The legal term “guardian” refers to someone who cares for another individual, often a minor child, who needs special protection for a variety of reasons.
Although parents of a minor child can name a legal guardian for their child in their will, typically a court must confirm and officially appoint that person to the status of guardian if both parents have passed away. However, there are some scenarios where a legal guardianship must be enacted even if one or both parents are still alive. For example, if both parents become very ill or are unable to care for the child for some other reason, a court will step in and appoint the person nominated by the parents. If a guardian has not been nominated, the court will appoint a person it believes will act in the child’s best interests, often a family member or friend who is familiar with the child.
Being a legal guardian for a minor child is an important responsibility—and privilege—that should not be undertaken lightly. If you’re wondering what this responsibility includes, here are a few factors you should consider if you’ve been asked to assume this position.
What Are a Guardian’s Responsibilities?
The guardianship statutes of each state set forth a guardian’s duties, responsibilities, and powers. Guardians are what’s called a fiduciary, which means their duty is to act in the child’s best interests at all times. A guardian’s specific responsibilities are similar to those of parents:
- provide food, clothing, and a place for the child to live (either with the guardian or another caretaker)
- receive and maintain money owed to the child for care or support
- apply for government benefits
- bring a lawsuit on the child’s behalf, if necessary
- maintain, account for, and preserve any funds exceeding the amount needed for the child’s support
- maintain the child’s personal property
- ensure that the child receives a proper education
- authorize medical care needed for the child’s health and well-being
Important note about finances: A guardian is not legally obligated to provide for the child from their own personal funds. In addition, a guardian must obtain court approval for certain actions—for example, changing the child’s place of residence to another state.
How Long Does a Guardianship Last?
There are certain events that typically end a guardianship. When a minor child reaches the age of adulthood under state law (usually eighteen or twenty-one), the guardianship will end. The responsibility also ends if the child passes away. If the guardianship is no longer needed—for example, if a parent becomes available to care for the child again—the court may remove the guardian. If a guardian is not able to take on and maintain the responsibilities of their role, they must file a petition to resign, and the court will appoint a replacement guardian—optimally, an alternate or successor guardian nominated by the child’s parent.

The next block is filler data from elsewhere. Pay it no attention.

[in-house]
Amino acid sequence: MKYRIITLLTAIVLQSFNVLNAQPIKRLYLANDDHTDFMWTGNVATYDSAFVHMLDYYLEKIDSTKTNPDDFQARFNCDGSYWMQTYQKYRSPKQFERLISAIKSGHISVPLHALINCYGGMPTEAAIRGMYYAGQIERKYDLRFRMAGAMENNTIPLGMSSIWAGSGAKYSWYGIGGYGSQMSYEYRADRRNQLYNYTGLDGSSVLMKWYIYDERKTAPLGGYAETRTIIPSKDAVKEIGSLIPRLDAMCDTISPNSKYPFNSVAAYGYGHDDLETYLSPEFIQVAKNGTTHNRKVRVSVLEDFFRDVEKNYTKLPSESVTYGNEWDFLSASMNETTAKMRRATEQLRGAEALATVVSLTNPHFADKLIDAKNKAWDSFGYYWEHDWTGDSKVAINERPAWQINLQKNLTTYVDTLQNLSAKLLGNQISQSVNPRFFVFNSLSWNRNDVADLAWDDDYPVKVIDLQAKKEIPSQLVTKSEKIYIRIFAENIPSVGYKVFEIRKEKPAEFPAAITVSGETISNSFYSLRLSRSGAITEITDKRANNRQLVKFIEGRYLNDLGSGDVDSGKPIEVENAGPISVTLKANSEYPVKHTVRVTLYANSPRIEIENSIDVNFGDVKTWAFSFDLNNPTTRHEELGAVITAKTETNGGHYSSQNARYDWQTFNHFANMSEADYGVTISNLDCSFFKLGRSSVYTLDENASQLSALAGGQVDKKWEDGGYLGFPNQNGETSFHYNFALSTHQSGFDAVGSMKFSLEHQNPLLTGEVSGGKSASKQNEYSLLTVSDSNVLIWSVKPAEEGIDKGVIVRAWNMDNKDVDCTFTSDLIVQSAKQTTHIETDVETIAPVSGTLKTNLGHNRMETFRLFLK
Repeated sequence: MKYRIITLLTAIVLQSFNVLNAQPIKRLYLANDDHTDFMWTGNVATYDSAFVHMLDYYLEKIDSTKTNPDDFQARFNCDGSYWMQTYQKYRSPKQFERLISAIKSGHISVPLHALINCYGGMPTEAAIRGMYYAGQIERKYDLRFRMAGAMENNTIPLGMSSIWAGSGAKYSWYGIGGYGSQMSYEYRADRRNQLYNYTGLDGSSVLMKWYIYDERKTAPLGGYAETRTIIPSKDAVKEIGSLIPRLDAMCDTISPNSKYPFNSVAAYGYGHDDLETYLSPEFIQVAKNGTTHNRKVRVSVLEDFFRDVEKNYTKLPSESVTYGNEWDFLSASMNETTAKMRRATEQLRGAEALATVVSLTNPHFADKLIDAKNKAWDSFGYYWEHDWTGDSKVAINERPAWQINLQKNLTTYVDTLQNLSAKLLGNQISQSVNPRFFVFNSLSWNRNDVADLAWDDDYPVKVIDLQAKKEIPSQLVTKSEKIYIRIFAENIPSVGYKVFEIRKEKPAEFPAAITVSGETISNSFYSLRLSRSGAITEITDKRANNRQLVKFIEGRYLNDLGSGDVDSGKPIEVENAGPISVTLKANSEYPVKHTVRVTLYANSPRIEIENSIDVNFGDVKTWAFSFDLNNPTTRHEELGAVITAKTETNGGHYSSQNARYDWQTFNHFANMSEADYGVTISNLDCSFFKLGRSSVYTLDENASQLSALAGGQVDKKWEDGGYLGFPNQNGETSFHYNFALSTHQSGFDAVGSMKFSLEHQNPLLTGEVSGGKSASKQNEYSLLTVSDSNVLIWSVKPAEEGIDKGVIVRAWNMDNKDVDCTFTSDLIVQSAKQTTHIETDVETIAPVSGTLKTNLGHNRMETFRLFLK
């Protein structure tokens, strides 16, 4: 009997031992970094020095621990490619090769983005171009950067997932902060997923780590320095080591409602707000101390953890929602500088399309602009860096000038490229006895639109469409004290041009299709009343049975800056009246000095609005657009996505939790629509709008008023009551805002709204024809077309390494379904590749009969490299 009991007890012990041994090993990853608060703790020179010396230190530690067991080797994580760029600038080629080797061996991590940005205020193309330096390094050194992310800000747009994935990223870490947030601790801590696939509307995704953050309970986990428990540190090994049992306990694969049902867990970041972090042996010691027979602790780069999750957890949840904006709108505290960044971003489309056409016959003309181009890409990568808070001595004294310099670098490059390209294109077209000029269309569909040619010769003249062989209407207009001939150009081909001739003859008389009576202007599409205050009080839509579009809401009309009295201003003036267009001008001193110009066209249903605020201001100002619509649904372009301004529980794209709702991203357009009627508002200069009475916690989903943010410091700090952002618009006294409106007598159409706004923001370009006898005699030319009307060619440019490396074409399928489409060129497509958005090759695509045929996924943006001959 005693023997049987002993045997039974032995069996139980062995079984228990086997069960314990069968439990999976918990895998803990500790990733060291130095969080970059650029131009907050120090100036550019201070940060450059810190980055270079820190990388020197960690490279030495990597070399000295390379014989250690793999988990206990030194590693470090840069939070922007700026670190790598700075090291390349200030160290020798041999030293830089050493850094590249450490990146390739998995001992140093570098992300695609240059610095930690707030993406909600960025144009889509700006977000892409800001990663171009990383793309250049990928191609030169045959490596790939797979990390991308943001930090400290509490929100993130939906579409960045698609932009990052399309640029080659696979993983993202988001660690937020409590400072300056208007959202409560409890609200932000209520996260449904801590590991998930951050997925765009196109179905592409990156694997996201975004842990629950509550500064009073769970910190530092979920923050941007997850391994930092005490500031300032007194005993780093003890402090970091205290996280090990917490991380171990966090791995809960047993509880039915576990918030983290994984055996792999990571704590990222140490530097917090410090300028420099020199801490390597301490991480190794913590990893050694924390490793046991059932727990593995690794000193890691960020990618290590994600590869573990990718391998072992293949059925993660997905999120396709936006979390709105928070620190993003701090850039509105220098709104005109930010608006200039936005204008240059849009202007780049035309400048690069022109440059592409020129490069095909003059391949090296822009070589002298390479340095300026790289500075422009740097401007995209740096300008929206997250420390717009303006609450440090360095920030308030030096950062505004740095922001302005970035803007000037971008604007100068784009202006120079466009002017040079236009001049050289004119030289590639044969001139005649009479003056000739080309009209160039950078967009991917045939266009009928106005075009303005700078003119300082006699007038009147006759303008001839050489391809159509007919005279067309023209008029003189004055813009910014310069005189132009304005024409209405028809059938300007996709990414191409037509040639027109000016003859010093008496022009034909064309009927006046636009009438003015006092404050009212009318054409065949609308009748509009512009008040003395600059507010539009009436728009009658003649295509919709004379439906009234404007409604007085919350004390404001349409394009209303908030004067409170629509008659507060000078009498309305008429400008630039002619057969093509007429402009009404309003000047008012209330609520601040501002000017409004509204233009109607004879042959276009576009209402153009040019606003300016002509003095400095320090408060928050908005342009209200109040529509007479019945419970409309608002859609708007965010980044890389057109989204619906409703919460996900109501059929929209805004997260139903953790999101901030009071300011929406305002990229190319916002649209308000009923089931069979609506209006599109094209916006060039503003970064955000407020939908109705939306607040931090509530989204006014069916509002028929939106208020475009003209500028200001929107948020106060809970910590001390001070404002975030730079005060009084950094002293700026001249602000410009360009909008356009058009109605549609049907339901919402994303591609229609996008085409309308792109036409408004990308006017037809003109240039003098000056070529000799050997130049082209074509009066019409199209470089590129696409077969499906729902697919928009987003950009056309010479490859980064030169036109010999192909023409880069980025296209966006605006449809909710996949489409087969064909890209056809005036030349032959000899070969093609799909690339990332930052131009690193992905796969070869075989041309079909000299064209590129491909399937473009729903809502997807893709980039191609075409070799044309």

Is a Guardianship the Same as an Adoption?
No. Unlike an adoption, in which a child’s parents permanently relinquish all parental rights and obligations, a guardianship does not terminate the legal relationship between a child and the child’s parents. Rather, a guardianship is a legal relationship that gives the guardian the rights and obligations specified by state law.
Note: A guardian of a person is different from a guardian of an estate, frequently referred to as a conservator. A conservator is appointed by a court to manage and protect a child’s assets if there is a substantial amount of money or property involved. A conservatorship may be required if the child has money or property valued at more than a specific amount (e.g., $25,000), as set by state law.
Is a Legal Guardianship Really Necessary?
Yes. If you will be caring for a child who is not your own for an extended period of time, it is critical to become their legal guardian otherwise you may run into issues carrying out basic things like authorizing medical care and enrolling the child in school.
Being a guardian is an important responsibility. If a family member or friend wants to name you as the guardian for their child, you should seriously consider whether you have the time, patience and ability to take on this role. While it can be rewarding because it allows you to invest in the life of a child, you should be honest and decline to accept the role if you do not believe you can adequately perform the responsibilities of a guardian. If your family member or friend passes away without naming someone else as guardian in their will, additional time and expense will be required to determine who will replace you. Moreover, the person the court appoints may not be someone the child’s parents would have wanted to care for their child.
Davis Law Group Can Help
If you have been appointed as a guardian for a child, our experienced attorneys are available to answer any questions you may have about your responsibilities. We can also help if you need to resign as a child’s guardian due to changed circumstances. In any case, contact Davis Law Group today to set up a meeting. We are happy to meet with you in person, by phone, or video conference if you prefer.